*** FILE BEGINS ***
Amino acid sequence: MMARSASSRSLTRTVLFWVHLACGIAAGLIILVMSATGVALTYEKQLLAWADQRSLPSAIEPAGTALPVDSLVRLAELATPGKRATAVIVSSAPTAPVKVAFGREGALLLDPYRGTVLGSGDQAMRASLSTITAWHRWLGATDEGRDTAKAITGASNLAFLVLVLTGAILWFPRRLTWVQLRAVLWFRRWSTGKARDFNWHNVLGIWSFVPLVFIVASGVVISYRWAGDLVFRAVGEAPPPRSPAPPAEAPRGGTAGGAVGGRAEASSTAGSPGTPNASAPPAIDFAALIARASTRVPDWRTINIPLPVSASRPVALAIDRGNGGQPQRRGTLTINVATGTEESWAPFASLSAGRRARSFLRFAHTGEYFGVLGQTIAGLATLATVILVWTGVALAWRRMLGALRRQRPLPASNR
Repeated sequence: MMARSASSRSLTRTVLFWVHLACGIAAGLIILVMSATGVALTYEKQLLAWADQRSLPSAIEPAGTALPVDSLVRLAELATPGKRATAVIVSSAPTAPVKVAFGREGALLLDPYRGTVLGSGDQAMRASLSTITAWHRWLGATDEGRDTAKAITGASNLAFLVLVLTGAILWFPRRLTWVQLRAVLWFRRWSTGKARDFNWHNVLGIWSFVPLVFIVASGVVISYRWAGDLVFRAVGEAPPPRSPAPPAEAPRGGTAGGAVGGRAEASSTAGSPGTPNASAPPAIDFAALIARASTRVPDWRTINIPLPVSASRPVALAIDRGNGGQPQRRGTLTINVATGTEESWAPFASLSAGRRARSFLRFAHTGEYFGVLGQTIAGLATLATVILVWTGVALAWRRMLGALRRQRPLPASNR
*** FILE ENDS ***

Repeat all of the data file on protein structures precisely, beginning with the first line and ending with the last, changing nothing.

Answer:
Amino acid sequence: MMARSASSRSLTRTVLFWVHLACGIAAGLIILVMSATGVALTYEKQLLAWADQRSLPSAIEPAGTALPVDSLVRLAELATPGKRATAVIVSSAPTAPVKVAFGREGALLLDPYRGTVLGSGDQAMRASLSTITAWHRWLGATDEGRDTAKAITGASNLAFLVLVLTGAILWFPRRLTWVQLRAVLWFRRWSTGKARDFNWHNVLGIWSFVPLVFIVASGVVISYRWAGDLVFRAVGEAPPPRSPAPPAEAPRGGTAGGAVGGRAEASSTAGSPGTPNASAPPAIDFAALIARASTRVPDWRTINIPLPVSASRPVALAIDRGNGGQPQRRGTLTINVATGTEESWAPFASLSAGRRARSFLRFAHTGEYFGVLGQTIAGLATLATVILVWTGVALAWRRMLGALRRQRPLPASNR
Repeated sequence: MMARSASSRSLTRTVLFWVHLACGIAAGLIILVMSATGVALTYEKQLLAWADQRSLPSAIEPAGTALPVDSLVRLAELATPGKRATAVIVSSAPTAPVKVAFGREGALLLDPYRGTVLGSGDQAMRASLSTITAWHRWLGATDEGRDTAKAITGASNLAFLVLVLTGAILWFPRRLTWVQLRAVLWFRRWSTGKARDFNWHNVLGIWSFVPLVFIVASGVVISYRWAGDLVFRAVGEAPPPRSPAPPAEAPRGGTAGGAVGGRAEASSTAGSPGTPNASAPPAIDFAALIARASTRVPDWRTINIPLPVSASRPVALAIDRGNGGQPQRRGTLTINVATGTEESWAPFASLSAGRRARSFLRFAHTGEYFGVLGQTIAGLATLATVILVWTGVALAWRRMLGALRRQRPLPASNR